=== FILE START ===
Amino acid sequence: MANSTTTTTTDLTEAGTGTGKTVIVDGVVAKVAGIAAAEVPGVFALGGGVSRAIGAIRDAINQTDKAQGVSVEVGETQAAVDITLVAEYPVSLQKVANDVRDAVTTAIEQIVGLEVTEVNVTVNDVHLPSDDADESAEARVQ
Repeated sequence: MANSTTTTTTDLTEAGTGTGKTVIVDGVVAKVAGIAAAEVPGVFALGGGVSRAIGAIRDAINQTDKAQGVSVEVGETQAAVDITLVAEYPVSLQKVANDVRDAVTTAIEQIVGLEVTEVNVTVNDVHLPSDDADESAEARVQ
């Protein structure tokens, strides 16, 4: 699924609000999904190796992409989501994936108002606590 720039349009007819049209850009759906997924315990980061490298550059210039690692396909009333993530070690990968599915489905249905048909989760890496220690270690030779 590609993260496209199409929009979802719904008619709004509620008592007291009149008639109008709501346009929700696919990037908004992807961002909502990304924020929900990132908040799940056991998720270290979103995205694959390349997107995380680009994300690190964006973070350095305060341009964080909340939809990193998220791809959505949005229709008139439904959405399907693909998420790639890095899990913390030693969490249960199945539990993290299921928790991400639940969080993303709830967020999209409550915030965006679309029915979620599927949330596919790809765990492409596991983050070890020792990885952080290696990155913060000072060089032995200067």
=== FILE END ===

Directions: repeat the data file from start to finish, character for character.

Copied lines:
Amino acid sequence: MANSTTTTTTDLTEAGTGTGKTVIVDGVVAKVAGIAAAEVPGVFALGGGVSRAIGAIRDAINQTDKAQGVSVEVGETQAAVDITLVAEYPVSLQKVANDVRDAVTTAIEQIVGLEVTEVNVTVNDVHLPSDDADESAEARVQ
Repeated sequence: MANSTTTTTTDLTEAGTGTGKTVIVDGVVAKVAGIAAAEVPGVFALGGGVSRAIGAIRDAINQTDKAQGVSVEVGETQAAVDITLVAEYPVSLQKVANDVRDAVTTAIEQIVGLEVTEVNVTVNDVHLPSDDADESAEARVQ
């Protein structure tokens, strides 16, 4: 699924609000999904190796992409989501994936108002606590 720039349009007819049209850009759906997924315990980061490298550059210039690692396909009333993530070690990968599915489905249905048909989760890496220690270690030779 590609993260496209199409929009979802719904008619709004509620008592007291009149008639109008709501346009929700696919990037908004992807961002909502990304924020929900990132908040799940056991998720270290979103995205694959390349997107995380680009994300690190964006973070350095305060341009964080909340939809990193998220791809959505949005229709008139439904959405399907693909998420790639890095899990913390030693969490249960199945539990993290299921928790991400639940969080993303709830967020999209409550915030965006679309029915979620599927949330596919790809765990492409596991983050070890020792990885952080290696990155913060000072060089032995200067």